The volunteer coordinator and the state council were expected to set up the statewide program in coordination with the state USFS agency. This cooperative plan would establish the capacity to promote volunteer activities related to planting, maintaining, or protecting urban forest resources and for broad-based educational projects. New York State created the program to its fullest extent and has become recognized as one of the leaders in urban forestry in the nation.
A national urban forestry research plan was also called for in the 1990 Farm Bill. The research into urban forests, human health, and environmental quality that is carried out by the USDA Forest Service Northern Research Station in Syracuse is a direct result of this mandate in the 1990 Farm Bill. Today, we benefit from Dr. David Nowak’s research involving environmental or ecosystem services from the urban forest thanks to this watershed legislation.
Furthermore, owing to this legislation, this annual ReLeaf Conference has generated activities performed by over 7,000 volunteers living in 767 communities in New York being served by urban forestry enthusiasts.The 2015 New York ReLeaf Conference, with the theme of Environmental Science and Urban Forestry, serves as evidence of success of what began in the 1990 Farm Bill twenty five years ago.
Betty Shimo served as Executive Secretary of the NYSUFC from 2005-2015 and she helped plan and coordinate and also facilitated 11 ReLeaf Conferences held all over the state.
Betty first got connected to the Council when she was hired to facilitate the ReLeaf Conference in Utica in 2003. In 2004, she was contracted by the Council to conduct a statewide urban forestry needs survey for the Council. This survey was beneficial in helping DEC increase their yearly grant total from the state EPF funding line from $150,000 to $500,000.
Betty says, “My time with the Council has been one of the best experiences of my life—not just in terms of work, but because of all I learned and the friends I made along the way. They will be in my heart always. The position was challenging for me in a good way, and the experience of being part of that group for 12+ years was warm and wonderful.”
With the exception of Sumana Serchan’s reflections, this two-part post was written by NYS DEC Division of Lands and Forests Outreach Coordinator Nina Medakovich. Part I brings us workshop highlights. Part II delves into the power of letter-writing advocacy and includes an advocacy template letter written by Nina. Thank you, Nina and Sumana.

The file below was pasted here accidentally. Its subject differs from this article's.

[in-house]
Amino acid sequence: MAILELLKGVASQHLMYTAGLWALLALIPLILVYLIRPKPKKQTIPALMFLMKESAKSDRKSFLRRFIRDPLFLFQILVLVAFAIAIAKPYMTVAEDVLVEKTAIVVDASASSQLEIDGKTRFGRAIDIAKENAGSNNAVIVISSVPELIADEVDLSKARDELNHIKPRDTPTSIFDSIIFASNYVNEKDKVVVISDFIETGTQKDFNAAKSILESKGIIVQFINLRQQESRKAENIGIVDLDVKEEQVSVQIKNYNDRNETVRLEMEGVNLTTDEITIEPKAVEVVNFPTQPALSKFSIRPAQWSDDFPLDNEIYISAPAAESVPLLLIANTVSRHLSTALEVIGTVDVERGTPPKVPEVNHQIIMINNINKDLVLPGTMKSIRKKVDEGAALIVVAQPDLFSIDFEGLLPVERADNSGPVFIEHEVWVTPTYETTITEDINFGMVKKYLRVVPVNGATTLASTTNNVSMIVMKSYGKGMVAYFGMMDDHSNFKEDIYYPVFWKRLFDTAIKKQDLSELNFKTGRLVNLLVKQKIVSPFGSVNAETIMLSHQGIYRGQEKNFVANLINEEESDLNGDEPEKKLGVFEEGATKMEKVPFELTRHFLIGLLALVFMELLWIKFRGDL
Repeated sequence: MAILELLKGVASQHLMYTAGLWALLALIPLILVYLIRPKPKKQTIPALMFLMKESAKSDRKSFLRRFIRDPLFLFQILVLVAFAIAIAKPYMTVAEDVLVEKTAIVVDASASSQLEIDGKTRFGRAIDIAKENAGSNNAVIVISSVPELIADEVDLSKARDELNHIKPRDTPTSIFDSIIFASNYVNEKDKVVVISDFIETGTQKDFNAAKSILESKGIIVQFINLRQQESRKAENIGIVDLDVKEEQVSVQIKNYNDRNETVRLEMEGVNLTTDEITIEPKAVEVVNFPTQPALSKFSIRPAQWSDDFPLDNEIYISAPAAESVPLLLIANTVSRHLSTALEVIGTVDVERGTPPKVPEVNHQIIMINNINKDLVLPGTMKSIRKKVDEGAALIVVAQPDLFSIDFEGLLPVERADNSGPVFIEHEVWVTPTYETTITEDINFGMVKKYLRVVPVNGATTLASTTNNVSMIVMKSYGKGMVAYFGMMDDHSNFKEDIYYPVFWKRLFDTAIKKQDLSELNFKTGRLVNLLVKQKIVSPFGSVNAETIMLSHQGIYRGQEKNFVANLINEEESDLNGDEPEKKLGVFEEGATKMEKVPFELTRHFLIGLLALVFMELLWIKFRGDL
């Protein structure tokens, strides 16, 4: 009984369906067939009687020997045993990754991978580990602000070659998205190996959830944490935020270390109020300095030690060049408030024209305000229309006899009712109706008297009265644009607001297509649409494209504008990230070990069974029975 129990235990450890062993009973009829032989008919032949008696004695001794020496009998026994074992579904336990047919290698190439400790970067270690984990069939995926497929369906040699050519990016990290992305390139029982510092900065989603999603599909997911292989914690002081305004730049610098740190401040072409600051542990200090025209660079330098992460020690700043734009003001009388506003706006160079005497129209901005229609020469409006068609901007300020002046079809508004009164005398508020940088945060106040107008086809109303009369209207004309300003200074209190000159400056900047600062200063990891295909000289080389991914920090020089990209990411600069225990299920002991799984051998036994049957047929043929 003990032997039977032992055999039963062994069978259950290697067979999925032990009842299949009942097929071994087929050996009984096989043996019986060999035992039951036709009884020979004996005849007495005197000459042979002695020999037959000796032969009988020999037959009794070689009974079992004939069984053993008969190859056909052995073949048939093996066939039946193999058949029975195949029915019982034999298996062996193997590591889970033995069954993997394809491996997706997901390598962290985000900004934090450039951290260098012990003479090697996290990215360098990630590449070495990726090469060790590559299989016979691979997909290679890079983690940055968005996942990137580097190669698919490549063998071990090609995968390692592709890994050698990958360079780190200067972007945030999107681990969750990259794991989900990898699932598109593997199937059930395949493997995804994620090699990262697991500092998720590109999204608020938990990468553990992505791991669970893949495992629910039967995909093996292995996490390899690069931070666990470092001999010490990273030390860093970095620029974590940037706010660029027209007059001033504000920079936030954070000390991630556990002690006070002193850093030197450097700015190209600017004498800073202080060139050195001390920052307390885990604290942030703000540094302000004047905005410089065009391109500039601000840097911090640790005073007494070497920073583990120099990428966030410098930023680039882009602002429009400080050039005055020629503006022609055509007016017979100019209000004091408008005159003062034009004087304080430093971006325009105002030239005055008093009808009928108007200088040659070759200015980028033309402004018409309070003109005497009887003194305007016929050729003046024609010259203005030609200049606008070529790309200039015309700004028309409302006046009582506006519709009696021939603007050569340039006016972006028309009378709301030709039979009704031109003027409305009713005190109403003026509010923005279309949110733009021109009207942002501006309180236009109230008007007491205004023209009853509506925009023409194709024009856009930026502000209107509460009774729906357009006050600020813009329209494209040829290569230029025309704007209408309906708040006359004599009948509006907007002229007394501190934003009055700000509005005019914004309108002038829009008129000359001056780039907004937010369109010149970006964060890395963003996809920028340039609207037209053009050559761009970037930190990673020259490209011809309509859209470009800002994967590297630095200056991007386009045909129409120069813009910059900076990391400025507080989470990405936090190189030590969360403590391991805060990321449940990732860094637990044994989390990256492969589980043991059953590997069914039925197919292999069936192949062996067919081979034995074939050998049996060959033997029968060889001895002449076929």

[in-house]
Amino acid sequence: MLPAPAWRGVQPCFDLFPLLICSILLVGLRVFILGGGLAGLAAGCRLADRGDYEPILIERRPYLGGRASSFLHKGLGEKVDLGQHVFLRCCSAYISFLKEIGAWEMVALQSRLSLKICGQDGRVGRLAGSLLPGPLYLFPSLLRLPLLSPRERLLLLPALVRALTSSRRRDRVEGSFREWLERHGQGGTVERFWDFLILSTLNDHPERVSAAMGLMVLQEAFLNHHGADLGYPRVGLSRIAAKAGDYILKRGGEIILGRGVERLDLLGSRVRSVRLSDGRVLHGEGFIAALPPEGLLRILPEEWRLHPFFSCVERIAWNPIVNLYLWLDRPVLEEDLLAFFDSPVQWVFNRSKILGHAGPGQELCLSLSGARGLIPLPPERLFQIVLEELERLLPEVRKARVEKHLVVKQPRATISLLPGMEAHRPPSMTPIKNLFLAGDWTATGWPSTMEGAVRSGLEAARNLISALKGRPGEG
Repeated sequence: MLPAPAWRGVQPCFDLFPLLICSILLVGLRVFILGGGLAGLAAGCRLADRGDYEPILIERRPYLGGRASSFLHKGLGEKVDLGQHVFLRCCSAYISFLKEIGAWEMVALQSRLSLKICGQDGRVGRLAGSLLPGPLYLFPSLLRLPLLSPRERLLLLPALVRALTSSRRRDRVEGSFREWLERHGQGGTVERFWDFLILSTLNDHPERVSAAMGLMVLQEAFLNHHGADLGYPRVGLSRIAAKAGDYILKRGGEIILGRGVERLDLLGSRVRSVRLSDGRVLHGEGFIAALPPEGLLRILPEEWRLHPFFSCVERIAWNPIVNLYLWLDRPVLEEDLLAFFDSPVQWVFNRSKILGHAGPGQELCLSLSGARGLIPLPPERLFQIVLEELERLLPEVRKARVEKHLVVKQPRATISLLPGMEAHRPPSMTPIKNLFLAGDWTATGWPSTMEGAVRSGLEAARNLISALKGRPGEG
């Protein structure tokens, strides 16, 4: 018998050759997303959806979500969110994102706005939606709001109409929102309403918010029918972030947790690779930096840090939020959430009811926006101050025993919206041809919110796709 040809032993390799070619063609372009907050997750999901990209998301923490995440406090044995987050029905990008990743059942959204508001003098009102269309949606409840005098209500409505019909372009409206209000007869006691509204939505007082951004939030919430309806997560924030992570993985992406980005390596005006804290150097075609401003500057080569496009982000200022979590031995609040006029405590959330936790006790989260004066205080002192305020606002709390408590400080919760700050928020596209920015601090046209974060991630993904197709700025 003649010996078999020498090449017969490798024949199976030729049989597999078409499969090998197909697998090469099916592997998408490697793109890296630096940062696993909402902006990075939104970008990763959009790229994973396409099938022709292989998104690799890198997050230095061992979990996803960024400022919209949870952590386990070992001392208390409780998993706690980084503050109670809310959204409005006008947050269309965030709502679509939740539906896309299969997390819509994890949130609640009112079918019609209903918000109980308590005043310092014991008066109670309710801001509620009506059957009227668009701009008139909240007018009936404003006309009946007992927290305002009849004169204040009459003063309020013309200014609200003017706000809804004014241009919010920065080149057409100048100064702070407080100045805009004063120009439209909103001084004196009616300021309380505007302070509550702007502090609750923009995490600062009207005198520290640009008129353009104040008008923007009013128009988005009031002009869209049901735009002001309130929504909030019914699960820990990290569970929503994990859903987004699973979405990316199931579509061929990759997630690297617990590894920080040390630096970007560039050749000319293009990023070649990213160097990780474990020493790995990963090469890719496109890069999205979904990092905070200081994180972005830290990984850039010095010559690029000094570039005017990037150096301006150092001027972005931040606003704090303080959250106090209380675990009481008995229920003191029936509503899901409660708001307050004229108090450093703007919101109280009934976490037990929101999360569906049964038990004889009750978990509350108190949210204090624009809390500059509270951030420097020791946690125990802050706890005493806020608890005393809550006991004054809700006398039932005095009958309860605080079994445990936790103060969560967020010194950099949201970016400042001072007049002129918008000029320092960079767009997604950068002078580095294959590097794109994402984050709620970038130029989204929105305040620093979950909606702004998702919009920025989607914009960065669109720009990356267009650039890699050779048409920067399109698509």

NYC ReLeaf’s Spring workshop “COUNT TREES: Why Do a Tree Census?” was held on March 6th at Brooklyn Borough Hall to highlight the value of collecting and analyzing data on urban trees. With the NYC Parks Department preparing to undertake the decennial Street Tree Census this summer, NYC ReLeaf considered it a timely and relevant topic.
The workshop aimed to convey why collecting data on urban trees is so crucial to survival and growth of the urban forest, investigate federal research on urban forests, reflect on the success of and lessons learned by NYRP’s Tree Giveaway program, equip volunteers with tree advocacy skills, and introduce the 2015 Street Tree Census.
The goal of the exchange is simple: to enable urban foresters to share expertise, management practices, and technology through an on-site and immersive experience. To that end, Director of Tree Planting for NYC Parks and Recreation Matt Stephens was welcomed for a few days into the Casey Trees family. Matt wrote this report originally for City Trees, the magazine of the SMA.
During my exchange I visited the Casey Trees Farm, participated in tree planting events, and met with staff to discuss the day-to-day management and the long-term vision of the organization. I was also able to witness firsthand Casey’s innovative tree-growing practices at their farm as well as past tree plantings completed throughout Washington DC.